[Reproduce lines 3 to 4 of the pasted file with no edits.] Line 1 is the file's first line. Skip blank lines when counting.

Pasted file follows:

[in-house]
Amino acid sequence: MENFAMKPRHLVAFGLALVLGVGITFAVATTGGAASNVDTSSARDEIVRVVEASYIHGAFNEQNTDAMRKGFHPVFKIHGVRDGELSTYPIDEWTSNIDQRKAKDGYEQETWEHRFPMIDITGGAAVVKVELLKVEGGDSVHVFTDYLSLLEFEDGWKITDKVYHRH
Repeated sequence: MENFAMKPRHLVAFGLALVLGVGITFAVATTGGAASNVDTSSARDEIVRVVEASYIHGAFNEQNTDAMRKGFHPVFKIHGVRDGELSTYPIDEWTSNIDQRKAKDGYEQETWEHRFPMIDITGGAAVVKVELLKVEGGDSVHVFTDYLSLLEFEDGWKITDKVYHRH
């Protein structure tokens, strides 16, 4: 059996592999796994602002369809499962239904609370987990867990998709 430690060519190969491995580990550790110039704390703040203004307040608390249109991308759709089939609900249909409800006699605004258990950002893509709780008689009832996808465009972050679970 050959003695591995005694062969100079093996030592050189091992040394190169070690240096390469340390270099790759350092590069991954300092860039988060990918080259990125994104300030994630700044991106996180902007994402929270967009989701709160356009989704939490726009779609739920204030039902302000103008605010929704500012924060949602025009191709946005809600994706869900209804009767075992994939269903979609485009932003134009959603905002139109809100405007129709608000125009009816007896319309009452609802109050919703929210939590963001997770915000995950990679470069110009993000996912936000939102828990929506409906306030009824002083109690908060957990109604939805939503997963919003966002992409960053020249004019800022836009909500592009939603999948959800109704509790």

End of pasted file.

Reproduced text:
Repeated sequence: MENFAMKPRHLVAFGLALVLGVGITFAVATTGGAASNVDTSSARDEIVRVVEASYIHGAFNEQNTDAMRKGFHPVFKIHGVRDGELSTYPIDEWTSNIDQRKAKDGYEQETWEHRFPMIDITGGAAVVKVELLKVEGGDSVHVFTDYLSLLEFEDGWKITDKVYHRH
């Protein structure tokens, strides 16, 4: 059996592999796994602002369809499962239904609370987990867990998709 430690060519190969491995580990550790110039704390703040203004307040608390249109991308759709089939609900249909409800006699605004258990950002893509709780008689009832996808465009972050679970 050959003695591995005694062969100079093996030592050189091992040394190169070690240096390469340390270099790759350092590069991954300092860039988060990918080259990125994104300030994630700044991106996180902007994402929270967009989701709160356009989704939490726009779609739920204030039902302000103008605010929704500012924060949602025009191709946005809600994706869900209804009767075992994939269903979609485009932003134009959603905002139109809100405007129709608000125009009816007896319309009452609802109050919703929210939590963001997770915000995950990679470069110009993000996912936000939102828990929506409906306030009824002083109690908060957990109604939805939503997963919003966002992409960053020249004019800022836009909500592009939603999948959800109704509790």